I won't speak for all 25 million of us, but my friends and I have had a blast with the core design changes that made us all nervous when we first heard about them5v5 feels pretty darn good, and the same goes for the new maps, Push mode, and new heroes. Our reviewer Tyler Colp is more critical (opens in new tab) so far, calling Overwatch 2 a "messy sequel that tries to erase one of the best shooters in the last decade."

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Overwatch 2 reaches 25 million players, tripling Overwatch 1 daily ...

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Fall Weather Safety Tips – Farmers’ Almanac

Fall is a wonderful time of year. The leaves are changing, the kids are back to school, theres football to watch, apples to pick (and eat!), pumpkins to carve, and the weather is especially pleasant lower humidity, fewer bugs, and better sleeping temperatures. Whats not to love?

But fall is not withoutits share of hazards. Here are some tips to be prepared for whatever weather challenges may come your way this season:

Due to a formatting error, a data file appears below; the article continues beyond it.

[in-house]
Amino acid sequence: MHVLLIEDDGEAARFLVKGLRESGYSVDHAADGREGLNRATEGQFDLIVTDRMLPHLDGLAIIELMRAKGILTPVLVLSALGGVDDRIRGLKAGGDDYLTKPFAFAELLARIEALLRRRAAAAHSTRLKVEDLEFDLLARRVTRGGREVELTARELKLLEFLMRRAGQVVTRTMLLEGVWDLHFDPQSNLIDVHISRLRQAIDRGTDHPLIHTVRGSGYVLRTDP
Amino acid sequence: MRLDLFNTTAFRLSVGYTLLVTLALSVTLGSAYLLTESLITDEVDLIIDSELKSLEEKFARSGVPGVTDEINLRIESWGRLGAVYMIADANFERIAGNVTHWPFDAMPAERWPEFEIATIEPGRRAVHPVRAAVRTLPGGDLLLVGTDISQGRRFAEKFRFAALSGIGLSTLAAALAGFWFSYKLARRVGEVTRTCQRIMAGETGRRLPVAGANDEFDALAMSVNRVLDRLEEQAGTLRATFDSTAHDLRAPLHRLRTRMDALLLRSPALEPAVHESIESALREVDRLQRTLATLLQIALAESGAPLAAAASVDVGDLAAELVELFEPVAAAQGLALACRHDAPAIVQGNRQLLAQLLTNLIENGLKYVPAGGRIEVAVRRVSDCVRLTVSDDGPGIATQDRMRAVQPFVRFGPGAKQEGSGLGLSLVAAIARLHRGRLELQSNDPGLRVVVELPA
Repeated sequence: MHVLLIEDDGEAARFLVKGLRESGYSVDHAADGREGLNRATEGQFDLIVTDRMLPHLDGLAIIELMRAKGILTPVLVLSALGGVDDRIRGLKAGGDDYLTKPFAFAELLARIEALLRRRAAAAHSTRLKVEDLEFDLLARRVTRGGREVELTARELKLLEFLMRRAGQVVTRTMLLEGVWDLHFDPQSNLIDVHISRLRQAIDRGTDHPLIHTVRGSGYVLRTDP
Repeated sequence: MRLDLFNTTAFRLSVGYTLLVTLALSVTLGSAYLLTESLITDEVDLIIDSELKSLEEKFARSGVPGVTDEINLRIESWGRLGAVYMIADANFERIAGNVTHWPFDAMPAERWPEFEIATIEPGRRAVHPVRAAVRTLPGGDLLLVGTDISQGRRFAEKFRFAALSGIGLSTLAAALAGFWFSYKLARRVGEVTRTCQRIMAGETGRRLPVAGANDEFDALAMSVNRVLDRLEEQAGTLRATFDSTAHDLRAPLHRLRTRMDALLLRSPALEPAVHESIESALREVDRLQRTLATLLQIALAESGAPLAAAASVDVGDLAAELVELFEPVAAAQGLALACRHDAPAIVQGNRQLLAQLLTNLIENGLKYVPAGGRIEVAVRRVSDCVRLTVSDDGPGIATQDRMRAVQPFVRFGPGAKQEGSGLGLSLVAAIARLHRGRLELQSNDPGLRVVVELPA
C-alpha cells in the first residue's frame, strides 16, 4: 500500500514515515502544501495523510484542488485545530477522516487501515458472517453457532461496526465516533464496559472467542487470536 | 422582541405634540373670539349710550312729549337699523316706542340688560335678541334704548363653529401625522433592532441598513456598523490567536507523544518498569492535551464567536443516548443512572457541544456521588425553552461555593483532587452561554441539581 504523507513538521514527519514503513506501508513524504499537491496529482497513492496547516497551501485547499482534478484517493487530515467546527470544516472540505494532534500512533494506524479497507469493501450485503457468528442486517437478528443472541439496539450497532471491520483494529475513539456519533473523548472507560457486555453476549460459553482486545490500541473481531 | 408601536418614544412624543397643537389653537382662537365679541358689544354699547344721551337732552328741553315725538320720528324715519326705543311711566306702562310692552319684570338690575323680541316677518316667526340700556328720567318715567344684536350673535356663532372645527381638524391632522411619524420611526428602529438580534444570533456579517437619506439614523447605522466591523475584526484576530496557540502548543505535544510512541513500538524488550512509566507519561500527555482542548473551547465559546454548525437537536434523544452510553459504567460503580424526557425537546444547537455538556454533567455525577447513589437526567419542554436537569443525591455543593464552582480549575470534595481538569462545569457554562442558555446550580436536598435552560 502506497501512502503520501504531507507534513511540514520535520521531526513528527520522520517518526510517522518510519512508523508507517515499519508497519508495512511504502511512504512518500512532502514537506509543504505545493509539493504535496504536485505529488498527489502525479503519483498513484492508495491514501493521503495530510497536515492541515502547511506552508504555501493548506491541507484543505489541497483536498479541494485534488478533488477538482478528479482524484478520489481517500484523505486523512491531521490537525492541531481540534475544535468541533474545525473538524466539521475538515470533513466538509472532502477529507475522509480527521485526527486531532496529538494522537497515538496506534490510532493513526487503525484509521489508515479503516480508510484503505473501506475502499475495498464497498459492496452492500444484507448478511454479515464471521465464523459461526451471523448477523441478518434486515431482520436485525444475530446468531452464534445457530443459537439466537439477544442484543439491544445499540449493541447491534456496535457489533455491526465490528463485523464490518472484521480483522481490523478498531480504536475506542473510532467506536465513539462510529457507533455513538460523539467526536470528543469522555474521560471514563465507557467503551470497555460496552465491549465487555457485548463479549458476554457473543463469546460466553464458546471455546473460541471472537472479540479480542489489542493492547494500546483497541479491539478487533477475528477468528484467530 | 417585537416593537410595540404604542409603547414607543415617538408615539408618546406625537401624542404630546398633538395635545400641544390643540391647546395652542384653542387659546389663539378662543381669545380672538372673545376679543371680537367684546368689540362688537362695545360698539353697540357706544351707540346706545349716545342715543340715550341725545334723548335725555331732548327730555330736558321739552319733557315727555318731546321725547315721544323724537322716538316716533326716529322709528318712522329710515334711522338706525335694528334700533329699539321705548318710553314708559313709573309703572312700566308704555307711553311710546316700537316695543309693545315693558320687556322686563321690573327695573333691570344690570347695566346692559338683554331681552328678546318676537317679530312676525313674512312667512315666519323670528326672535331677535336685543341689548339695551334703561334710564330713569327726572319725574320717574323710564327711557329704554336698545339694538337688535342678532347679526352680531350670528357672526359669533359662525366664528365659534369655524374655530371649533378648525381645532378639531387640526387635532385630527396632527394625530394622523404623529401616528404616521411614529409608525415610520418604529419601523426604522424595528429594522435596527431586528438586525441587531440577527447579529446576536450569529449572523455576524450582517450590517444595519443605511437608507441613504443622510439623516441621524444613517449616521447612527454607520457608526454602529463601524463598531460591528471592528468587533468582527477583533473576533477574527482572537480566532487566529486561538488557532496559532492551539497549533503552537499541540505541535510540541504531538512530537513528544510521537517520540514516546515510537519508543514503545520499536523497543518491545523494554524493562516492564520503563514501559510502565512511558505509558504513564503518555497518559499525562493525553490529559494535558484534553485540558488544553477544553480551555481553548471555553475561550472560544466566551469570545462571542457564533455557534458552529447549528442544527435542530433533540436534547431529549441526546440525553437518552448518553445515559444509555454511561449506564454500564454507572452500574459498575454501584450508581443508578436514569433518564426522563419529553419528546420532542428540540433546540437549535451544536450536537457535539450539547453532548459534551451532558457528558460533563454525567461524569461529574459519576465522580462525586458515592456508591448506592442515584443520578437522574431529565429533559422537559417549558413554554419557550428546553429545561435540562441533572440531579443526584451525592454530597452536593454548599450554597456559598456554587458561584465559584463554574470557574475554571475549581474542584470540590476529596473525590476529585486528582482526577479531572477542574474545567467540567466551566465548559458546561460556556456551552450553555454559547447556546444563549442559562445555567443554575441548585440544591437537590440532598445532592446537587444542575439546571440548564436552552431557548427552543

FloodwatersIn short, never drive through floodwaters!Fall can often times bring with it rainy weather, and heavy rains can be a common occurrence as September and October are still part of hurricane season. So if you encounter fast moving water or a flooded roadway as you are driving or walking, its best to turn around and find another route. Abide by the Turn Around, Dont Drown adage. You do not know the conditions under the water. All it takes is 6 inches of moving water to make you fall. And keep children and pets from playing in floodwater.

Leaf HazardsLeaves, while pretty, can pose hazards for motorists. Fallen leaves can gather on roadways and when they become wet, they can create very slick conditions. Add freezing temperatures to the mix and your vehicle will have zero tracking, similar to driving on an icy road. In addition, leaves can cover important road markings (double yellow lines, for example) or deep pot holes. So its important to slow down when driving on a leaf-covered roadway. And always give yourself plenty of room between you and the cars around youin case anyone has to stop short.